Your kitchen is very open to diners. Was that something that was important to you when you were designing the restaurant?
It was always something we really wanted but was not a “must have." Our approach was to work with whatever space we ended up finding and making it work for us. We were very lucky to not only have found a space that had the potential for an open kitchen but also was open to the street.

What was the biggest inspiration for your menu?
Mostly my travels through Spain and a lot of reading. I just concluded a ten day trip to Barcelona and came back with lots of great and new ideas we will be implementing in the coming months.

Are there any food or restaurant trends you wish to see more of in Milwaukee?
I'd like to see more ethnically diverse restaurants and cuisine. Also late night dining on days that are not the weekend would be great for those of us working in the industry.

Where do you like to eat on your off days?
Goodkind, DanDan and Bavette are always on the top of my list. The National Cafe is our favorite breakfast/brunch spot and for a special occasion it's always Odd Duck.

What would we find in your fridge at home right now?
Ketchup, Port and lots of BBQ sauce along with a tub of bacon fat - Keep in mind I just got back from Barcelona.

Heather Terhune
Courtesy of Heather Terhune

Heather Terhune

Tre Rivali

Third Ward

A posh new Kimpton hotel houses Tre Rivali, a restaurant that's kicking the trend of boring hotel dining. Heather Terhune heads up the kitchen--a newcomer to Milwaukee, but not to the Midwest or the Mediterranean flavors in her menu. She honed her culinary chops at French, Italian and comfort food restaurants, a combination that bodes well in MKE. You may recognize her as a former contestant on Top Chef, but her Midwestern roots shine brighter than her celebrity status.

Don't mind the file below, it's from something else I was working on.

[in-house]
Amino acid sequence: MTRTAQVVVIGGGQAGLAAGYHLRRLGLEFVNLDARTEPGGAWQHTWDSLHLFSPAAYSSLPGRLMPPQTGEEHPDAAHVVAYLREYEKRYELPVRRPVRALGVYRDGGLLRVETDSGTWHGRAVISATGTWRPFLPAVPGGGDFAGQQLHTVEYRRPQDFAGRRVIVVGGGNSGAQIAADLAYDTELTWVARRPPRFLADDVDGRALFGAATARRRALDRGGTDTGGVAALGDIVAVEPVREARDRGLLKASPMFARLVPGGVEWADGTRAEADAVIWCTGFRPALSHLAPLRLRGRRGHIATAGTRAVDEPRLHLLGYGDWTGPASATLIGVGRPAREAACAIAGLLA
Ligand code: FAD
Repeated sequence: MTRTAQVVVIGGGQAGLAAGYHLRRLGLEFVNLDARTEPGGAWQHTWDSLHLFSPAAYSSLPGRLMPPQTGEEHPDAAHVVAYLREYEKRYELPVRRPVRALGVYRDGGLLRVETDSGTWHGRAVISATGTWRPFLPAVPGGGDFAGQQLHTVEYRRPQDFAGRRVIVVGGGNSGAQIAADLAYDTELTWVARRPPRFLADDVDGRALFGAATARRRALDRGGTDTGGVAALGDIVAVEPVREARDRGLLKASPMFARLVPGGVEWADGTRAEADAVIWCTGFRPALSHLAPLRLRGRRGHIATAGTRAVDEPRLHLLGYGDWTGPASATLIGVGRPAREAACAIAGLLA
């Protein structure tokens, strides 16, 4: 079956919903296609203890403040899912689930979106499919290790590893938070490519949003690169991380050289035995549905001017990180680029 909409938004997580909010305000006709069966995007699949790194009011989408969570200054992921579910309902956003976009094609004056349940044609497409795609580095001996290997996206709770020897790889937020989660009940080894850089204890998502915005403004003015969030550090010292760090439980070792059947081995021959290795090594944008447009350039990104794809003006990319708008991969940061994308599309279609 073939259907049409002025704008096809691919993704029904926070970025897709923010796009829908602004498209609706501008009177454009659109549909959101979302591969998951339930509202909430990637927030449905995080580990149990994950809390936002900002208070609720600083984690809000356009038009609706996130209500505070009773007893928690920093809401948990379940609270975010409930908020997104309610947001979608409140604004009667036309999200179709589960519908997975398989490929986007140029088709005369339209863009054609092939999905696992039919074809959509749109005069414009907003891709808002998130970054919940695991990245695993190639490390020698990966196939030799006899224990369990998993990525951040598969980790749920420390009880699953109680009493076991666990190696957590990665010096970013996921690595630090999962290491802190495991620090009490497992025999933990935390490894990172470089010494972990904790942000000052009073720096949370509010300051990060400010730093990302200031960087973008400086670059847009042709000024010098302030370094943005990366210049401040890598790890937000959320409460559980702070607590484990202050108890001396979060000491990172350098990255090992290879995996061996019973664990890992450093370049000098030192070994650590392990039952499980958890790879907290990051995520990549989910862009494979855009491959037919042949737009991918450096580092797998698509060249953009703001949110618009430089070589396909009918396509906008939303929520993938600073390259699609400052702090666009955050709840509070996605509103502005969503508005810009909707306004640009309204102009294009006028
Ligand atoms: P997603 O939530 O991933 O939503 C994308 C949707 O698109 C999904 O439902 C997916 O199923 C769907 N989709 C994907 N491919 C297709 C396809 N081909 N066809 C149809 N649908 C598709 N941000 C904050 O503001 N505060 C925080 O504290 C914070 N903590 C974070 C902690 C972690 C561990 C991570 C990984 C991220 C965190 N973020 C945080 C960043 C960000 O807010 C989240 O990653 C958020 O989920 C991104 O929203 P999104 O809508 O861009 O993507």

You're new to MKE. Where were you living and working before you came here?
I spent the last 18 years in Chicago with Kimpton. My last restaurant there was Sable Kitchen & Bar at Hotel Palomar. Last year (2015), I moved to San Francisco to open BDK Restaurant in the Hotel Monaco. Then I moved back to Chicago in January 2016 when this project came to me.

Did you ever see yourself living here?
I never thought I would live in Milwaukee. But when I came to look at it, I realized it was the right fit for me both professionally and personally.

Has anything surprised you about Milwaukee?
Yes. I'm surprised that it feels very similar to Chicago but on a smaller scale, in a good way.

How is working at a hotel restaurant different than what you've experienced in the past?
Well, I've worked in both independent and restaurants in hotels. At Kimpton, we design independent and unique chef driven restaurants that happen to be inside hotels. Tre Rivali and The Outsider (the hotel's rooftop bar) are certainly not your typical "hotel restaurant" by any means.

What was the biggest inspiration for your menu?
Travel and my love for food. I've spent extensive time in Italy, Spain and France. Eating and drinking like a local in Europe was how I conceptualized the concept and menus.  

Are there any food or restaurant trends you wish would go away?
I just want to eat real food and be treated like a guest in someone's home. I dislike dining in restaurants where the food is overcomplicated and where you feel like an inconvenience to the staff.

Where do you like to eat on your off days?
Honey Pie, Vanguard, Goodkind and Leon's.

What would we find in your fridge at home right now?
I think like most chefs you would find beer, wine and lots of condiments. I'm sure I have six kinds of mustard and eight kinds of jam.

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Lacey Muszynski is a Milwaukee writer who totally wanted to be a chef when she was little, but turned into a food writer instead. Follow her on Twitter @worthhersalt.